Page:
"We know we're not going to get rid of all concussions," said Shanahan. "I take each and every one of them personally now, but the numbers and the strides that the players have made and the efforts that they've made so far have been really commendable."

Cooke went through a long period of self-reflection following the McDonagh suspension in March and promised to clean up his act. His transformation began far away from the rink.

"I feel like I retrained my brain to come back and play the right way had we made the second round (of the playoffs last season), but unfortunately we didn't," said Cooke. "That kickstarted me for this year."

Since the Penguins had actively lobbied for the removal of head hits in the sport, many called for them to cut ties with the serial offender. However, Shero felt some responsibility to Cooke after signing him as a free agent and watching him help Pittsburgh win the Stanley Cup in 2009.

The faith has been rewarded so far. Skating largely on the third line for the Eastern Conference-leading Penguins, Cooke has 10 points (5-5) and a plus-3 rating. He also logs a lot of time on the NHL's best penalty kill and sees some action on the power play.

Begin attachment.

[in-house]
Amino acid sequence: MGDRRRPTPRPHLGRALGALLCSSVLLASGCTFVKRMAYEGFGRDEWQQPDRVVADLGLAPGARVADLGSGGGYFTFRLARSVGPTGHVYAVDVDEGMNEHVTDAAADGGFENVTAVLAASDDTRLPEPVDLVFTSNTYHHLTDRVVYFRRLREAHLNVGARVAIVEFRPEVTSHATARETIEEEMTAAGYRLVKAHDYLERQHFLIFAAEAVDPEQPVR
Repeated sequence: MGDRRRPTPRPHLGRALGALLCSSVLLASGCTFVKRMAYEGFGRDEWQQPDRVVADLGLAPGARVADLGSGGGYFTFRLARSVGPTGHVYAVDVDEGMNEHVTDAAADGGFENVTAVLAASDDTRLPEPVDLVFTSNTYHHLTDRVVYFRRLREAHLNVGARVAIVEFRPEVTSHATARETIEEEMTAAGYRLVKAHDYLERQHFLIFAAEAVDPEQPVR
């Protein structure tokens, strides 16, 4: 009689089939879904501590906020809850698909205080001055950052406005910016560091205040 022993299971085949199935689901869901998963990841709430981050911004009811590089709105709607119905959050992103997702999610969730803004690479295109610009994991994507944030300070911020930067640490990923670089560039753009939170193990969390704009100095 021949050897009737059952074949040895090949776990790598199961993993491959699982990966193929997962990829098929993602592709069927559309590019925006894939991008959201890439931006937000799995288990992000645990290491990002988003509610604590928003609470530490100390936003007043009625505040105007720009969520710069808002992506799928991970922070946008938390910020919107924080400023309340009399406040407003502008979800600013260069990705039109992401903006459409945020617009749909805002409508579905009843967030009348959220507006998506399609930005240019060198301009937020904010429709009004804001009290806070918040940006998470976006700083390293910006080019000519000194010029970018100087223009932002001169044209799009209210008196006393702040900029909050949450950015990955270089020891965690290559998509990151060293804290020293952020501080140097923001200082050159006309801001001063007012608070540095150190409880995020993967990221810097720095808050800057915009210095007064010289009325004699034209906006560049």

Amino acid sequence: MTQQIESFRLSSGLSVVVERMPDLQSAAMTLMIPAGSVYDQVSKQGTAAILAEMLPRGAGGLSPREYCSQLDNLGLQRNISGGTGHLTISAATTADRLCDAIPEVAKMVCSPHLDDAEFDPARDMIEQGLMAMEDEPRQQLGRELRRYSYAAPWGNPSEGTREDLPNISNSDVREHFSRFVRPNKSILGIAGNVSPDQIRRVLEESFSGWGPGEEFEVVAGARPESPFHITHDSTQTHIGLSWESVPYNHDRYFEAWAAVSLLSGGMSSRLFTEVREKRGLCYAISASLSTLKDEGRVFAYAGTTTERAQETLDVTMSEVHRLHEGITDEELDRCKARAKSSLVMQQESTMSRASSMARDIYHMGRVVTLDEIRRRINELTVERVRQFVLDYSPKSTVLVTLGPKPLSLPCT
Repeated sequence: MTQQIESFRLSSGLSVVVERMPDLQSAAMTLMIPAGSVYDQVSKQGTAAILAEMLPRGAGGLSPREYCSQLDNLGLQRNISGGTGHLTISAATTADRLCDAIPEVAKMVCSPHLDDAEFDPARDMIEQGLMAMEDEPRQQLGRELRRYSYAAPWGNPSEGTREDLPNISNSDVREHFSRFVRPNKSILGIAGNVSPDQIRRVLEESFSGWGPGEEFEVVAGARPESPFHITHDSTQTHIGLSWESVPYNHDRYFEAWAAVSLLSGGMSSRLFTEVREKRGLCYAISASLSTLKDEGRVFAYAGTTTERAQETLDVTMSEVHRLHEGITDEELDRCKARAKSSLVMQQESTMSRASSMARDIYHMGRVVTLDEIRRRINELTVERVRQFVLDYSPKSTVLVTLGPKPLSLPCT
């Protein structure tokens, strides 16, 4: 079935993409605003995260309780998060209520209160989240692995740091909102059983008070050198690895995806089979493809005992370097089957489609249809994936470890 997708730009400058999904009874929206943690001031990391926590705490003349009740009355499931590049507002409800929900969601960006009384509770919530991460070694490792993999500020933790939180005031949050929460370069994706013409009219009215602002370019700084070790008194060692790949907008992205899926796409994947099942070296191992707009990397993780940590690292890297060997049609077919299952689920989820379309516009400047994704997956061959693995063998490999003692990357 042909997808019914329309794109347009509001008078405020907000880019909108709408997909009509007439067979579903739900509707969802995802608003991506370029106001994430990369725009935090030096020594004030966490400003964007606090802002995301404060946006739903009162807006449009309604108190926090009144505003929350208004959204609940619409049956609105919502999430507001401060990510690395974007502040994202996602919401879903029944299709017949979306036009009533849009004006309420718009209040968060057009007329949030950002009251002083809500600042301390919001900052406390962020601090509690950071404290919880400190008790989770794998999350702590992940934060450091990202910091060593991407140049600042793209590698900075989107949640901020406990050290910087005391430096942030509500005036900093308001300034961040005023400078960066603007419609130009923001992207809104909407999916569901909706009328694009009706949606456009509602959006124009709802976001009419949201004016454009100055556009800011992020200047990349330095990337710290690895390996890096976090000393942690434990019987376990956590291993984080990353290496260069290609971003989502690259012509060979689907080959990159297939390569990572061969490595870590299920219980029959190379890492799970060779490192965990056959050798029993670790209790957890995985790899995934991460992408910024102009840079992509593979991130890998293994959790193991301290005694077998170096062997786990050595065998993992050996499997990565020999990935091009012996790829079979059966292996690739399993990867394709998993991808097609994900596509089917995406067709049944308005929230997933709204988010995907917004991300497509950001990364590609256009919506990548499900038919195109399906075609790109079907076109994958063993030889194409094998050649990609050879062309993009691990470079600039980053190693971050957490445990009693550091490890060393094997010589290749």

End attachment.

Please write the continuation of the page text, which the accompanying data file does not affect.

"He's learned a different look at the game," said Penguins coach Dan Bylsma. "That's carried over into focusing on areas (where) you can still be physical and get hits and where you cannot. That's a change for Matt Cooke and I think that's evident in his play.

"I think every day for Matt is a test in that regard. I think people keep watching every day."

Shero likened Cooke's evolution to that of Chicago Blackhawks forward Stan Mikita decades ago. Mikita was among the roughest players in the league before setting about to change his image upon learning that his young daughter didn't like his style of play.

He went from 154 penalty minutes in 1965-66 to 58 in 1966-67 to 12 in 1967-68 and 14 in 1968-69. He was awarded the Lady Byng Trophy as the league's most gentlemanly player the latter two years.

Cooke could be trending in a similar direction.